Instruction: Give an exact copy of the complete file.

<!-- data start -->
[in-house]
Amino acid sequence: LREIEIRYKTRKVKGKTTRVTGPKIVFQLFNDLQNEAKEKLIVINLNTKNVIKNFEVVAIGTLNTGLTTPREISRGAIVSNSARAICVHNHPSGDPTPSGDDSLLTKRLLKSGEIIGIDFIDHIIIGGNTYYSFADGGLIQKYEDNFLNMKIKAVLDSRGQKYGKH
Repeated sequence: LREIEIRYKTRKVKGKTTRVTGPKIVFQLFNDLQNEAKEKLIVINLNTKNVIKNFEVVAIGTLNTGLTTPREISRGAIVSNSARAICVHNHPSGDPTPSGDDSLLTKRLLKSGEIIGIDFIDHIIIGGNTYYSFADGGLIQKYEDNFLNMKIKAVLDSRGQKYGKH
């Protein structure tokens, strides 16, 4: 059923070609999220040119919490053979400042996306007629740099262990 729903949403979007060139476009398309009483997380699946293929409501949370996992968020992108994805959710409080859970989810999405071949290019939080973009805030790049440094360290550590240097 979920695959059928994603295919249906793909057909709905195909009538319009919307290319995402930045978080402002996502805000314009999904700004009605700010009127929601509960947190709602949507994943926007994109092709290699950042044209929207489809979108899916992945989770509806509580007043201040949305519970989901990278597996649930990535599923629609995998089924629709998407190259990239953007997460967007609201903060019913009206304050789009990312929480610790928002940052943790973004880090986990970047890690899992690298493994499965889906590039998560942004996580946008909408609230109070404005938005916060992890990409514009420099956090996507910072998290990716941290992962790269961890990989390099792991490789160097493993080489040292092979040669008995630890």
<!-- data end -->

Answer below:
[in-house]
Amino acid sequence: LREIEIRYKTRKVKGKTTRVTGPKIVFQLFNDLQNEAKEKLIVINLNTKNVIKNFEVVAIGTLNTGLTTPREISRGAIVSNSARAICVHNHPSGDPTPSGDDSLLTKRLLKSGEIIGIDFIDHIIIGGNTYYSFADGGLIQKYEDNFLNMKIKAVLDSRGQKYGKH
Repeated sequence: LREIEIRYKTRKVKGKTTRVTGPKIVFQLFNDLQNEAKEKLIVINLNTKNVIKNFEVVAIGTLNTGLTTPREISRGAIVSNSARAICVHNHPSGDPTPSGDDSLLTKRLLKSGEIIGIDFIDHIIIGGNTYYSFADGGLIQKYEDNFLNMKIKAVLDSRGQKYGKH
């Protein structure tokens, strides 16, 4: 059923070609999220040119919490053979400042996306007629740099262990 729903949403979007060139476009398309009483997380699946293929409501949370996992968020992108994805959710409080859970989810999405071949290019939080973009805030790049440094360290550590240097 979920695959059928994603295919249906793909057909709905195909009538319009919307290319995402930045978080402002996502805000314009999904700004009605700010009127929601509960947190709602949507994943926007994109092709290699950042044209929207489809979108899916992945989770509806509580007043201040949305519970989901990278597996649930990535599923629609995998089924629709998407190259990239953007997460967007609201903060019913009206304050789009990312929480610790928002940052943790973004880090986990970047890690899992690298493994499965889906590039998560942004996580946008909408609230109070404005938005916060992890990409514009420099956090996507910072998290990716941290992962790269961890990989390099792991490789160097493993080489040292092979040669008995630890």